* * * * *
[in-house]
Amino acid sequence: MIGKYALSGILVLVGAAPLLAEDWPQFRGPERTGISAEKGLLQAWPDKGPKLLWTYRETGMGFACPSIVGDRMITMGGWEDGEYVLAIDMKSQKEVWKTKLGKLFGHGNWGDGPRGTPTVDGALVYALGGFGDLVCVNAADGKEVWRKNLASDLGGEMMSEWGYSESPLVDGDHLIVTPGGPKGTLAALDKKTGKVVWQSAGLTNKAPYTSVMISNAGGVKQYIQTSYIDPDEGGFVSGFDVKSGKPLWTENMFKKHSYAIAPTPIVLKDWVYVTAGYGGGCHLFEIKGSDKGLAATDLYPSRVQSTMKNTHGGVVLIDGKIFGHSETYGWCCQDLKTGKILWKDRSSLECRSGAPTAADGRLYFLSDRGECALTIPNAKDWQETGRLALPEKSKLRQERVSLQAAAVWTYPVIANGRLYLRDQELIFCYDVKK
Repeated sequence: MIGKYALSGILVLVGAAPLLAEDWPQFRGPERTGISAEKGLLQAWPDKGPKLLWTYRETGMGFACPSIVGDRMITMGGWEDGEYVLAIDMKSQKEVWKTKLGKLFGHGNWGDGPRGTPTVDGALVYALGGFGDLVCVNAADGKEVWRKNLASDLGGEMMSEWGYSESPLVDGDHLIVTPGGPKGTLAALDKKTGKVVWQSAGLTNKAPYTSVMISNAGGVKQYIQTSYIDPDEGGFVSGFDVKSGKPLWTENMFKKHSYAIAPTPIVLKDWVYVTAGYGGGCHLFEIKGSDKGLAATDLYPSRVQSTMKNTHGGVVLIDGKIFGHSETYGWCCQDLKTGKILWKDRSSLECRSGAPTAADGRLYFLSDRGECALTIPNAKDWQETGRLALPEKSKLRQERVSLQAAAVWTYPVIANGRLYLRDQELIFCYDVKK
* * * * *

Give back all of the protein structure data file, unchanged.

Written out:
[in-house]
Amino acid sequence: MIGKYALSGILVLVGAAPLLAEDWPQFRGPERTGISAEKGLLQAWPDKGPKLLWTYRETGMGFACPSIVGDRMITMGGWEDGEYVLAIDMKSQKEVWKTKLGKLFGHGNWGDGPRGTPTVDGALVYALGGFGDLVCVNAADGKEVWRKNLASDLGGEMMSEWGYSESPLVDGDHLIVTPGGPKGTLAALDKKTGKVVWQSAGLTNKAPYTSVMISNAGGVKQYIQTSYIDPDEGGFVSGFDVKSGKPLWTENMFKKHSYAIAPTPIVLKDWVYVTAGYGGGCHLFEIKGSDKGLAATDLYPSRVQSTMKNTHGGVVLIDGKIFGHSETYGWCCQDLKTGKILWKDRSSLECRSGAPTAADGRLYFLSDRGECALTIPNAKDWQETGRLALPEKSKLRQERVSLQAAAVWTYPVIANGRLYLRDQELIFCYDVKK
Repeated sequence: MIGKYALSGILVLVGAAPLLAEDWPQFRGPERTGISAEKGLLQAWPDKGPKLLWTYRETGMGFACPSIVGDRMITMGGWEDGEYVLAIDMKSQKEVWKTKLGKLFGHGNWGDGPRGTPTVDGALVYALGGFGDLVCVNAADGKEVWRKNLASDLGGEMMSEWGYSESPLVDGDHLIVTPGGPKGTLAALDKKTGKVVWQSAGLTNKAPYTSVMISNAGGVKQYIQTSYIDPDEGGFVSGFDVKSGKPLWTENMFKKHSYAIAPTPIVLKDWVYVTAGYGGGCHLFEIKGSDKGLAATDLYPSRVQSTMKNTHGGVVLIDGKIFGHSETYGWCCQDLKTGKILWKDRSSLECRSGAPTAADGRLYFLSDRGECALTIPNAKDWQETGRLALPEKSKLRQERVSLQAAAVWTYPVIANGRLYLRDQELIFCYDVKK